It was completely unexpected to see these ruins that looked so well preserved and mixed in with modern times. It is a marvel to see remnants of such a long-ago history still present.
Like walking back in time… The forum was the center of all religious and city life and where you can still see columns and altars from temples.
On the western side of the forum, you will notice a tall column that is referred to as the “Pillar of Shame”.
The pillar was for those that had done wrong and were chained to the pillar in shame. Its purpose was to embarrass them in front of the townspeople.
Make sure you spend some time exploring the Roman ruins as it is one of the top Zadar attractions to see!
8. St. Donatus’ Church
Situated on the edge of the Roman Forum square is St. Donatus’ Church that was built in the 9th century.
It is quite impressive as it is a massive round church that is a beautiful example of Croatia’s surviving history. It was fortunate enough not to be destroyed by the Mongol invasion in the 13th century.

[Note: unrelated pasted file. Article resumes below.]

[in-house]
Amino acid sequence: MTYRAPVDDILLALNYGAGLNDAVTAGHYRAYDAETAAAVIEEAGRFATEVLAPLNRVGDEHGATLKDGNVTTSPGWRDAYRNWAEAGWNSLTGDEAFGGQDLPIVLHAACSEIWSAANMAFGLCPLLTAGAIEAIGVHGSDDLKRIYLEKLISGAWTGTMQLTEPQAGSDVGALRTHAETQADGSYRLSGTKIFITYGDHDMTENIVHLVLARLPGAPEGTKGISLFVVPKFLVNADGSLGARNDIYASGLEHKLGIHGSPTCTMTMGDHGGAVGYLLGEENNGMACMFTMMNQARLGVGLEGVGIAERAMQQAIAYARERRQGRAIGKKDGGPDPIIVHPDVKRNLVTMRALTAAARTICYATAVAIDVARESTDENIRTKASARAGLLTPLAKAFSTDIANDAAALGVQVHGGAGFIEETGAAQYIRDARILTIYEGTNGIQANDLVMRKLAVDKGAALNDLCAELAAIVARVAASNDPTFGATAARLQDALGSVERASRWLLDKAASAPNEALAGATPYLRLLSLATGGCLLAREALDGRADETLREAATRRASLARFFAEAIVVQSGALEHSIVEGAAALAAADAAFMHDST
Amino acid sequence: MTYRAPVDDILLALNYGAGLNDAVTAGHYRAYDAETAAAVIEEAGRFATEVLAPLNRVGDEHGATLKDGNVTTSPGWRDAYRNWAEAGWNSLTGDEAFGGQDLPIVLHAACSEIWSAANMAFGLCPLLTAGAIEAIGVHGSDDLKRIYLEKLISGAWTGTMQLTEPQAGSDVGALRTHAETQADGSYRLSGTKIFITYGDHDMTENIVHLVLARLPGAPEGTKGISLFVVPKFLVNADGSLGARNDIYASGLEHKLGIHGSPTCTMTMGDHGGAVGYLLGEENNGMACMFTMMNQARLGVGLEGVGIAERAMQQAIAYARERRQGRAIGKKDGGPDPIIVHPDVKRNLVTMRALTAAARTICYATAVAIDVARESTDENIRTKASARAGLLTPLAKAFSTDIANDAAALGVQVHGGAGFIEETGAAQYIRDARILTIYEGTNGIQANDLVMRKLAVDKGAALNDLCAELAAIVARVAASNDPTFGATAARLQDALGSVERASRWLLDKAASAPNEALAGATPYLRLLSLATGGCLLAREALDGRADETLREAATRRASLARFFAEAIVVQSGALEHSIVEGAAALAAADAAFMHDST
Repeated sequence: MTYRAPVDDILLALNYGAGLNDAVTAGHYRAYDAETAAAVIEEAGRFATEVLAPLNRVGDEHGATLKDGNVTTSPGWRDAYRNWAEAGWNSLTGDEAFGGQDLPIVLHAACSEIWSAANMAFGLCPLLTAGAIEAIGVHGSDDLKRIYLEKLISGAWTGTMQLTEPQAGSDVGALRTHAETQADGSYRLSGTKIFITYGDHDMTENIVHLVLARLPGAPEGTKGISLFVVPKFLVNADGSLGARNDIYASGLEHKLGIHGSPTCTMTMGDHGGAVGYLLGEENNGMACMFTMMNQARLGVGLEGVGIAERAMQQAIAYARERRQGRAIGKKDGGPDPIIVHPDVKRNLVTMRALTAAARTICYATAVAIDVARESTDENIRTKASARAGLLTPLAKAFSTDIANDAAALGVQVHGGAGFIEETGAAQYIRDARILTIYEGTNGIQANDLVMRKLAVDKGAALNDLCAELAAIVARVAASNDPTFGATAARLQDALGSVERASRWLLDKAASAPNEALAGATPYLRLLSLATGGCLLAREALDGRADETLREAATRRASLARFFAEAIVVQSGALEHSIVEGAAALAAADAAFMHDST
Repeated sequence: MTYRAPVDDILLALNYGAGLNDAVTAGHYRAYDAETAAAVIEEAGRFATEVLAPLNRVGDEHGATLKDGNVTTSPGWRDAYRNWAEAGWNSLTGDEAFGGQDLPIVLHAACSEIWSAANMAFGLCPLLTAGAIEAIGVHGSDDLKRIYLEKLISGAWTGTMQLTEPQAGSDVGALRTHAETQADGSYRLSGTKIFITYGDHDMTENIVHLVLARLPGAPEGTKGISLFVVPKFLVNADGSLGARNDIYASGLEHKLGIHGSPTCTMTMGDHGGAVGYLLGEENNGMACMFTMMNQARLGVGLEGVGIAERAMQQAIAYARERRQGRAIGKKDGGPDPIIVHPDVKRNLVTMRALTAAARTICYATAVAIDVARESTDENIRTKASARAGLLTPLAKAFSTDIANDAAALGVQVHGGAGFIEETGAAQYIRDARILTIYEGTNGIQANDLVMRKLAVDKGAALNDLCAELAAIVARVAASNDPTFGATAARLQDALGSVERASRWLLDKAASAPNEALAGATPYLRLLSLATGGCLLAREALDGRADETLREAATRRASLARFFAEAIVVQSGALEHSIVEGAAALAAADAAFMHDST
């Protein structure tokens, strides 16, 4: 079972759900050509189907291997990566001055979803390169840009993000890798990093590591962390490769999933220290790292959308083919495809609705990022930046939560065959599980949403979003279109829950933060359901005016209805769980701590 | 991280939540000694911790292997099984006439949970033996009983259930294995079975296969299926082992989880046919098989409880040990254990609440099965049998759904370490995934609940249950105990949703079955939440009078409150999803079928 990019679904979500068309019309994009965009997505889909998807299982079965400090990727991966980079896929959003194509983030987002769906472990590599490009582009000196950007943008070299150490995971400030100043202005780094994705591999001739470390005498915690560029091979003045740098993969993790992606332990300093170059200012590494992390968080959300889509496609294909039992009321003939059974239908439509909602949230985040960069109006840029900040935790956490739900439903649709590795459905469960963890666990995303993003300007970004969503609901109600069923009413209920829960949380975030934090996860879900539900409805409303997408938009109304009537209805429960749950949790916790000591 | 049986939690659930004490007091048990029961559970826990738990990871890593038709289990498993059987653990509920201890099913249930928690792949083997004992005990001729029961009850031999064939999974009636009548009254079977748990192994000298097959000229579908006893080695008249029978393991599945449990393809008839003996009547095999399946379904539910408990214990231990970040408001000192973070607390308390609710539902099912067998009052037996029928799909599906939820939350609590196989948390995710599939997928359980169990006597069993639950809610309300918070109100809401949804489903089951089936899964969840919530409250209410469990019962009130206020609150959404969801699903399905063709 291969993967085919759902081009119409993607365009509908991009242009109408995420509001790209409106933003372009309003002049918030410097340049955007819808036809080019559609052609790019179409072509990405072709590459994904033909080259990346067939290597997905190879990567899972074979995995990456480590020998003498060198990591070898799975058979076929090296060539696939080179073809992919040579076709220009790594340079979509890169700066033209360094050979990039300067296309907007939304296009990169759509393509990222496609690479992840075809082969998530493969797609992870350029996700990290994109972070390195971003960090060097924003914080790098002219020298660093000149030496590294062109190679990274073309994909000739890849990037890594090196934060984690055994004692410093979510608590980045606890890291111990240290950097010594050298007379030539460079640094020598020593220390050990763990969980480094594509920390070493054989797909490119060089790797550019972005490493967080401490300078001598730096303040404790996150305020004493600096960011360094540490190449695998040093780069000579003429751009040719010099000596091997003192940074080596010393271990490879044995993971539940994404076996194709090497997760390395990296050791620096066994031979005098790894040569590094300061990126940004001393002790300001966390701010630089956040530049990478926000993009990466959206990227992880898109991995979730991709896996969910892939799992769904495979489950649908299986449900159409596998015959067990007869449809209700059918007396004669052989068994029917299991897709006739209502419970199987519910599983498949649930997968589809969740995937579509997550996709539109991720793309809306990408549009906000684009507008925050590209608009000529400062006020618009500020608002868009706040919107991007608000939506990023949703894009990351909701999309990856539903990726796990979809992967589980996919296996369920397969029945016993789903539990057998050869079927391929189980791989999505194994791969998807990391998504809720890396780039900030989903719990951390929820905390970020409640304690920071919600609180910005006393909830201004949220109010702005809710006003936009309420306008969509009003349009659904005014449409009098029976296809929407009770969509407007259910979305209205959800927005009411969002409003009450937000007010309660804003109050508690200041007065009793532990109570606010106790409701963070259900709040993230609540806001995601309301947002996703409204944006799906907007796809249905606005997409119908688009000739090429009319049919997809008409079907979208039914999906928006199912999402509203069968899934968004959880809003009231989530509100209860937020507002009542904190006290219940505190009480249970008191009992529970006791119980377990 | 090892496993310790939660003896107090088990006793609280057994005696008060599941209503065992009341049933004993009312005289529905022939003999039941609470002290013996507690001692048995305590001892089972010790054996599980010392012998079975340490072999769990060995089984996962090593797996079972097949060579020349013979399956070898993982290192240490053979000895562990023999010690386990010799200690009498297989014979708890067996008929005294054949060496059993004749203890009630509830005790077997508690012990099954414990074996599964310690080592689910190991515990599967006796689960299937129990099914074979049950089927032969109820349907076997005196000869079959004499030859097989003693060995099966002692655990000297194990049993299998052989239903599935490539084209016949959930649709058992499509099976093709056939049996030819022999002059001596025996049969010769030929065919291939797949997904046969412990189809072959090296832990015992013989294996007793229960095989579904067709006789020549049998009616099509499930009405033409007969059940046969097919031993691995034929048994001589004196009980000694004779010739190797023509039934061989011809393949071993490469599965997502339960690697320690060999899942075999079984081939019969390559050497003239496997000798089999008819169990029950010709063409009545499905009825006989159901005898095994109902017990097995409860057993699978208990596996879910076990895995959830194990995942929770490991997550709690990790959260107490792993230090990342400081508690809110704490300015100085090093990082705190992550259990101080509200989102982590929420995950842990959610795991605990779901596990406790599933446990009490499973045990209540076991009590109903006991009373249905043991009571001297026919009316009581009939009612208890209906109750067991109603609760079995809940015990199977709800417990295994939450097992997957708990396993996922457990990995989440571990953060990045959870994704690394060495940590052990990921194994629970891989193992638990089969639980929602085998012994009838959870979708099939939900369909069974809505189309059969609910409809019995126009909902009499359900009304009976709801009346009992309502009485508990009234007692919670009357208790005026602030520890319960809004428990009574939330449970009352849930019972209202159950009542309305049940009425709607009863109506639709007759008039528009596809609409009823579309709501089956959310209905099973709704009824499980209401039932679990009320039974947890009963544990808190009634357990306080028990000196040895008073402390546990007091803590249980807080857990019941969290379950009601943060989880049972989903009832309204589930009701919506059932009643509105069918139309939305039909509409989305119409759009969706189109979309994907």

St. Donatus’ Church is no longer in use but it is currently used as a music hall now. As you are exploring inside the church you will notice columns and flooring that are from the Forum outside.
Note: Another beautiful church to take notice of is St. Mary’s Church that is directly across from St. Donatus’. It was built in 1606 and is run by Benedictine Nuns!
9. St. Anastasia’s Cathedral & Bell Tower
St. Anastasia’s Cathedral is nestled next to St. Donatus’ Church and the Roman Forum. The cathedral is interesting for its different styles depending on what period it was built.